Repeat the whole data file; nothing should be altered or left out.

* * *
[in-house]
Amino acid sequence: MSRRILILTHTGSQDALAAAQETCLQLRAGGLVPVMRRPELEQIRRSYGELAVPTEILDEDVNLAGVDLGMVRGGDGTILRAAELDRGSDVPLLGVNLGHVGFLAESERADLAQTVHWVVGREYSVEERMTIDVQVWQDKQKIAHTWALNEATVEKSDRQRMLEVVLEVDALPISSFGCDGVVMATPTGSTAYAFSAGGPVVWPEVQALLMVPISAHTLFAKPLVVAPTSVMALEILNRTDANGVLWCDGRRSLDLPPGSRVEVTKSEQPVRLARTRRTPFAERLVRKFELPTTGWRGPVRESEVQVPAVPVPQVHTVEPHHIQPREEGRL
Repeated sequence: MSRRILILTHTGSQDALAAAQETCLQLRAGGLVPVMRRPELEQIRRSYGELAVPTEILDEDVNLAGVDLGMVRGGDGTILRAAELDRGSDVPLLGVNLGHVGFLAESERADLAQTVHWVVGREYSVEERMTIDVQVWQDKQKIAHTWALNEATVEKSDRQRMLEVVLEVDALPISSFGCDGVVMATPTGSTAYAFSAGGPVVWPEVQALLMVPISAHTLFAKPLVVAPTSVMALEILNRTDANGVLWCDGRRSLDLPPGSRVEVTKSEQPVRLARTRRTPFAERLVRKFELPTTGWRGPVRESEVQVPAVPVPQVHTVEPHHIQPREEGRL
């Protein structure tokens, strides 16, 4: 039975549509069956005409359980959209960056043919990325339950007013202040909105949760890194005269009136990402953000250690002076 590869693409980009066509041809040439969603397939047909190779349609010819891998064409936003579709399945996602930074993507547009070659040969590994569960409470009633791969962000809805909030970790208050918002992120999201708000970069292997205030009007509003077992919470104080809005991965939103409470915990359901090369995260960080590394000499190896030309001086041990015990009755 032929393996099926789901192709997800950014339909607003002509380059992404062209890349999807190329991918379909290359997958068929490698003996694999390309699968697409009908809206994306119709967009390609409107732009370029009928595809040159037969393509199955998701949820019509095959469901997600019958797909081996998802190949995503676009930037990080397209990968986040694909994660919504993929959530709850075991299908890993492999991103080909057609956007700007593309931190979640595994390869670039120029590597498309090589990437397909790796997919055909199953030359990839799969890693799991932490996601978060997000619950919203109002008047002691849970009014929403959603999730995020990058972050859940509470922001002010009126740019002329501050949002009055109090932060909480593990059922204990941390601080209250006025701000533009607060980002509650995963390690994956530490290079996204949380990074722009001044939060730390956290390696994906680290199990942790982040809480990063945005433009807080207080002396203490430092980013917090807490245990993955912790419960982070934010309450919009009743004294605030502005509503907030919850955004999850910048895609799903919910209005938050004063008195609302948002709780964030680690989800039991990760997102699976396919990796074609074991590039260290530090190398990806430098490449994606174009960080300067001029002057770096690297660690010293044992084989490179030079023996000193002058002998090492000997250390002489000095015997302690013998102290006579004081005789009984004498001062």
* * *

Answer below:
[in-house]
Amino acid sequence: MSRRILILTHTGSQDALAAAQETCLQLRAGGLVPVMRRPELEQIRRSYGELAVPTEILDEDVNLAGVDLGMVRGGDGTILRAAELDRGSDVPLLGVNLGHVGFLAESERADLAQTVHWVVGREYSVEERMTIDVQVWQDKQKIAHTWALNEATVEKSDRQRMLEVVLEVDALPISSFGCDGVVMATPTGSTAYAFSAGGPVVWPEVQALLMVPISAHTLFAKPLVVAPTSVMALEILNRTDANGVLWCDGRRSLDLPPGSRVEVTKSEQPVRLARTRRTPFAERLVRKFELPTTGWRGPVRESEVQVPAVPVPQVHTVEPHHIQPREEGRL
Repeated sequence: MSRRILILTHTGSQDALAAAQETCLQLRAGGLVPVMRRPELEQIRRSYGELAVPTEILDEDVNLAGVDLGMVRGGDGTILRAAELDRGSDVPLLGVNLGHVGFLAESERADLAQTVHWVVGREYSVEERMTIDVQVWQDKQKIAHTWALNEATVEKSDRQRMLEVVLEVDALPISSFGCDGVVMATPTGSTAYAFSAGGPVVWPEVQALLMVPISAHTLFAKPLVVAPTSVMALEILNRTDANGVLWCDGRRSLDLPPGSRVEVTKSEQPVRLARTRRTPFAERLVRKFELPTTGWRGPVRESEVQVPAVPVPQVHTVEPHHIQPREEGRL
């Protein structure tokens, strides 16, 4: 039975549509069956005409359980959209960056043919990325339950007013202040909105949760890194005269009136990402953000250690002076 590869693409980009066509041809040439969603397939047909190779349609010819891998064409936003579709399945996602930074993507547009070659040969590994569960409470009633791969962000809805909030970790208050918002992120999201708000970069292997205030009007509003077992919470104080809005991965939103409470915990359901090369995260960080590394000499190896030309001086041990015990009755 032929393996099926789901192709997800950014339909607003002509380059992404062209890349999807190329991918379909290359997958068929490698003996694999390309699968697409009908809206994306119709967009390609409107732009370029009928595809040159037969393509199955998701949820019509095959469901997600019958797909081996998802190949995503676009930037990080397209990968986040694909994660919504993929959530709850075991299908890993492999991103080909057609956007700007593309931190979640595994390869670039120029590597498309090589990437397909790796997919055909199953030359990839799969890693799991932490996601978060997000619950919203109002008047002691849970009014929403959603999730995020990058972050859940509470922001002010009126740019002329501050949002009055109090932060909480593990059922204990941390601080209250006025701000533009607060980002509650995963390690994956530490290079996204949380990074722009001044939060730390956290390696994906680290199990942790982040809480990063945005433009807080207080002396203490430092980013917090807490245990993955912790419960982070934010309450919009009743004294605030502005509503907030919850955004999850910048895609799903919910209005938050004063008195609302948002709780964030680690989800039991990760997102699976396919990796074609074991590039260290530090190398990806430098490449994606174009960080300067001029002057770096690297660690010293044992084989490179030079023996000193002058002998090492000997250390002489000095015997302690013998102290006579004081005789009984004498001062």